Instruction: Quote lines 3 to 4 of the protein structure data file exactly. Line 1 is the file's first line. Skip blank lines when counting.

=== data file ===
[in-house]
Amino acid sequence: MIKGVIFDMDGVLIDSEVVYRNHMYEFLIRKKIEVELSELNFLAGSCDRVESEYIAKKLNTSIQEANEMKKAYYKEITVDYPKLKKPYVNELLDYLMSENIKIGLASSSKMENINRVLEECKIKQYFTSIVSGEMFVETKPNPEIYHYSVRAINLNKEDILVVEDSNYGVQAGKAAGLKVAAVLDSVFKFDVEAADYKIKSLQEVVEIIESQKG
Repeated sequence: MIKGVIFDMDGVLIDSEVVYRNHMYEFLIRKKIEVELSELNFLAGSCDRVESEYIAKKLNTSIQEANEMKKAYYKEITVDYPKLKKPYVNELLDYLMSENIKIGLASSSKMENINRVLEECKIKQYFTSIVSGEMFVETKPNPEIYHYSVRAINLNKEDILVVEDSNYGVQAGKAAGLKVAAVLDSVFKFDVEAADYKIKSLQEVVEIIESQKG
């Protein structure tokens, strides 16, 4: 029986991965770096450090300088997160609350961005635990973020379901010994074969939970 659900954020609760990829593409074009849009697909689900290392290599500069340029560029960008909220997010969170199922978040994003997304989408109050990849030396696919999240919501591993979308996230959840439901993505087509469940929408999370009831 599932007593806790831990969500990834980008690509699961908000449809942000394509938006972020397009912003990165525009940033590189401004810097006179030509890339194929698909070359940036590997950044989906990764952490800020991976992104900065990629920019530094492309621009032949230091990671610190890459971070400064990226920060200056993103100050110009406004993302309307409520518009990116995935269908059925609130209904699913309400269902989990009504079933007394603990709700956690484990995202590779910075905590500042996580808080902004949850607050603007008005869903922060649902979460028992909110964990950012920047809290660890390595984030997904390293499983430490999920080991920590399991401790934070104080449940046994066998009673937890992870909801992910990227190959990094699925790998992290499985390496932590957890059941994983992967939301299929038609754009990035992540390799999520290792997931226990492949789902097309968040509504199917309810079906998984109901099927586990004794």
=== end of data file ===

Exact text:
Repeated sequence: MIKGVIFDMDGVLIDSEVVYRNHMYEFLIRKKIEVELSELNFLAGSCDRVESEYIAKKLNTSIQEANEMKKAYYKEITVDYPKLKKPYVNELLDYLMSENIKIGLASSSKMENINRVLEECKIKQYFTSIVSGEMFVETKPNPEIYHYSVRAINLNKEDILVVEDSNYGVQAGKAAGLKVAAVLDSVFKFDVEAADYKIKSLQEVVEIIESQKG
């Protein structure tokens, strides 16, 4: 029986991965770096450090300088997160609350961005635990973020379901010994074969939970 659900954020609760990829593409074009849009697909689900290392290599500069340029560029960008909220997010969170199922978040994003997304989408109050990849030396696919999240919501591993979308996230959840439901993505087509469940929408999370009831 599932007593806790831990969500990834980008690509699961908000449809942000394509938006972020397009912003990165525009940033590189401004810097006179030509890339194929698909070359940036590997950044989906990764952490800020991976992104900065990629920019530094492309621009032949230091990671610190890459971070400064990226920060200056993103100050110009406004993302309307409520518009990116995935269908059925609130209904699913309400269902989990009504079933007394603990709700956690484990995202590779910075905590500042996580808080902004949850607050603007008005869903922060649902979460028992909110964990950012920047809290660890390595984030997904390293499983430490999920080991920590399991401790934070104080449940046994066998009673937890992870909801992910990227190959990094699925790998992290499985390496932590957890059941994983992967939301299929038609754009990035992540390799999520290792997931226990492949789902097309968040509504199917309810079906998984109901099927586990004794």